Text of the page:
Is Excel the most dangerous piece of software in the world?

Microsoft's calculator is partially to blame for JPMorgan losing $9bn, and a lot more besides.

Is Excel the most dangerous piece of software in the world? Baseline Scenario's James Kwak reports on a little-mentioned aspect of the notorious "London Whale" debacle at JPMorgan, where Bruno Iksil headed a proprietary trading team which made losses of up to $9bn.

It turns out, Kwak writes, that Excel was partly to blame:

To summarize: JPMorgan’s Chief Investment Office needed a new value-at-risk (VaR) model for the synthetic credit portfolio (the one that blew up)… The new model “operated through a series of Excel spreadsheets, which had to be completed manually, by a process of copying and pasting data from one spreadsheet to another”… After the London Whale trade blew up, the Model Review Group discovered that the model had not been automated and found several other errors. Most spectacularly,

“After subtracting the old rate from the new rate, the spreadsheet divided by their sum instead of their average, as the modeler had intended. This error likely had the effect of muting volatility by a factor of two and of lowering the VaR…”

Kwak wonders if the very ease of use that Excel offers — allowing people with no programming experience to knock together what are, in effect, relatively advanced applets — also makes it dangerous to use in most sensitive situations. There's no debug, no audit trail, and no way to test why a spreadsheet returns the value it does. Similarly, training for Excel, where it exists, tends to ignore the importance of elegant and well-designed code, leading to legacy spreadsheets being used with internal workings which are opaque to all but their original creator, who may have left the company 20 years earlier.

The problem is, though, that Excel is the worst way to run a company's software other than all the other ways. The fact that it's capable of being programmed by the people who will end up using it means that it might enable hacked-together code, but it also prevents exactly the sort of corporate bloat which leads to people circumventing their company's software in the first place.

Bill Gates threatens the world with Microsoft Office in 2003. Photograph: Getty Images

Alex Hern is a technology reporter for the Guardian. He was formerly staff writer at the New Statesman. You should follow Alex on Twitter.

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Commons Confidential: What happened at Tom Watson's birthday party?

Finances, fair and foul – and why Keir Starmer is doing the time warp.

Keir Starmer’s comrades mutter that a London seat is an albatross around the neck of the ambitious shadow Brexit secretary. He has a decent political CV: he was named after Labour’s first MP, Keir Hardie; he has a working-class background; he was the legal champion of the McLibel Two; he had a stint as director of public prosecutions. The knighthood is trickier, which is presumably why he rarely uses the title.

The consensus is that Labour will seek a leader from the north or the Midlands when Islington’s Jeremy Corbyn jumps or is pushed under a bus. Starmer, a highly rated frontbencher, is phlegmatic as he navigates the treacherous Brexit waters. “I keep hoping we wake up and it’s January 2016,” he told a Westminster gathering, “and we can have another run. Don’t we all?” Perhaps not everybody. Labour Remoaners grumble that Corbyn and particularly John McDonnell sound increasingly Brexitastic.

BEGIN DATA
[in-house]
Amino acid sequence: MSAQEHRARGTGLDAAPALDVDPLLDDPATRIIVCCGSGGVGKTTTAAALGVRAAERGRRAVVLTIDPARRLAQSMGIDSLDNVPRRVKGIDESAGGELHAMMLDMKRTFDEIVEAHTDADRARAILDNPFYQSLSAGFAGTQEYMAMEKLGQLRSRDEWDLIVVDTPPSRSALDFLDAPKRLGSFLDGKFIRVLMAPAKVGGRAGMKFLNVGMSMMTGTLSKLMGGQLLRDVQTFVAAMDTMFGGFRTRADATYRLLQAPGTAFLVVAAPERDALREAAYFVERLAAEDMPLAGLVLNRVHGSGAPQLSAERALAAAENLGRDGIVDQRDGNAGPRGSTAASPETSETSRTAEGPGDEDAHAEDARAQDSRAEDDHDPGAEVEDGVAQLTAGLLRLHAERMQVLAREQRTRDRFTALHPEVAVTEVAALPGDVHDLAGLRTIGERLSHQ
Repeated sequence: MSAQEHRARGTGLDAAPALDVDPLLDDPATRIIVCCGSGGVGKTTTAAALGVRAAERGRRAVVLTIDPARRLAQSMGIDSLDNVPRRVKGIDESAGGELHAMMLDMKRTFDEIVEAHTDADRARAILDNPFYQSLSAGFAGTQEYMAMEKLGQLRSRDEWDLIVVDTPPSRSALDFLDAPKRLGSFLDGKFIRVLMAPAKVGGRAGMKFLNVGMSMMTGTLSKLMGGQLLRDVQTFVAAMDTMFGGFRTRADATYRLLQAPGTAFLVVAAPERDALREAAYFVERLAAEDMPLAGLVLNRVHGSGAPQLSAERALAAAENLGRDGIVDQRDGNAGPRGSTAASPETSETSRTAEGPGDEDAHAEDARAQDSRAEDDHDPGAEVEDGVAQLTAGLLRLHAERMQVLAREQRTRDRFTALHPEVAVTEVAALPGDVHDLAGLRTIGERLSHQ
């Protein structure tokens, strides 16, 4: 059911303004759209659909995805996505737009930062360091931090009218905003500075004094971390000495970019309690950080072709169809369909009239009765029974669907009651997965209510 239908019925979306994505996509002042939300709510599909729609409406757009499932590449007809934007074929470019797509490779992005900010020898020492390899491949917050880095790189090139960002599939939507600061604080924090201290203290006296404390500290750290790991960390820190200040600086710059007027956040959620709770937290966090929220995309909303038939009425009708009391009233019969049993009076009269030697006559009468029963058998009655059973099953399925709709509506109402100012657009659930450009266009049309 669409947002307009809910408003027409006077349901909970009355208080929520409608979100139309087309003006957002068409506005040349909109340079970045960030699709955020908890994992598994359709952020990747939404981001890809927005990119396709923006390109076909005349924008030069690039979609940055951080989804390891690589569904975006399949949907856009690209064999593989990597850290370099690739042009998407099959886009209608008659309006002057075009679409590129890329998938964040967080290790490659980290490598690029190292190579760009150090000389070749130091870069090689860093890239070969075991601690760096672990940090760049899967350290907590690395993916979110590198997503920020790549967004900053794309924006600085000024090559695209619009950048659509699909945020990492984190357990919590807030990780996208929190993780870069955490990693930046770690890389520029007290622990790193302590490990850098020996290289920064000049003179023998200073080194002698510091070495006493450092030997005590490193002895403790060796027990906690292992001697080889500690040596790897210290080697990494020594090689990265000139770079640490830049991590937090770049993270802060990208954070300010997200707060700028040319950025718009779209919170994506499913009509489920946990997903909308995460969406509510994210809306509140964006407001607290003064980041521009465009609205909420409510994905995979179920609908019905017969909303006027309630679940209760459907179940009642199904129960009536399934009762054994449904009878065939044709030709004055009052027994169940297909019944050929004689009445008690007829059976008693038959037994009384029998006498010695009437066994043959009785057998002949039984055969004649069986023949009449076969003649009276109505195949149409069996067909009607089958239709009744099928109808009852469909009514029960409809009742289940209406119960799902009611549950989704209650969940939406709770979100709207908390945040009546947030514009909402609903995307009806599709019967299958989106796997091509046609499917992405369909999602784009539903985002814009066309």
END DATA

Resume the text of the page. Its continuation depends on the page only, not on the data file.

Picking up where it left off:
To Tom Watson’s 50th birthday bash at the Rivoli Ballroom in south London, an intact 1950s barrel-vaulted hall generous with the velvet. Ed Balls choreographed the “Gangnam Style” moves, and the Brockley venue hadn’t welcomed so many politicos since Tony Blair’s final Clause IV rally 22 years ago. Corbyn was uninvited, as the boogying deputy leader put the “party” back into the Labour Party. The thirsty guests slurped the free bar, repaying Watson for 30 years of failing to buy a drink.

One of Westminster’s dining rooms was booked for a “Decent Chaps Lunch” by Labour’s Warley warrior, John Spellar. In another room, the Tory peer David Willetts hosted a Christmas reception on behalf of the National Centre for Universities and Business. In mid-January. That’s either very tardy or very, very early.

The Labour Party’s general secretary, Iain McNicol, is a financial maestro, having cleared the £25m debt that the party inherited from the Blair-Brown era. Now I hear that he has squirrelled away a £6m war chest as insurance against Theresa May gambling on an early election. Wisely, the party isn’t relying on Momentum’s fractious footsloggers.

The word in Strangers’ Bar is that the Welsh MP Stephen Kinnock held his own £200-a-head fundraiser in London. Either the financial future of the Aberavon Labour Party is assured, or he fancies a tilt at the top job.

Dry January helped me recall a Labour frontbencher explaining why he never goes into the Commons chamber after a skinful: “I was sitting alongside a colleague clearly refreshed by a liquid lunch. He intervened and made a perfectly sensible point without slurring. Unfortunately, he stood up 20 minutes later and repeated the same point, word for word.”

Kevin Maguire is the associate editor (politics) of the Daily Mirror

Kevin Maguire is Associate Editor (Politics) on the Daily Mirror and author of our Commons Confidential column on the high politics and low life in Westminster. An award-winning journalist, he is in frequent demand on television and radio and co-authored a book on great parliamentary scandals. He was formerly Chief Reporter on the Guardian and Labour Correspondent on the Daily Telegraph.

This article first appeared in the 19 January 2016 issue of the New Statesman, The Trump era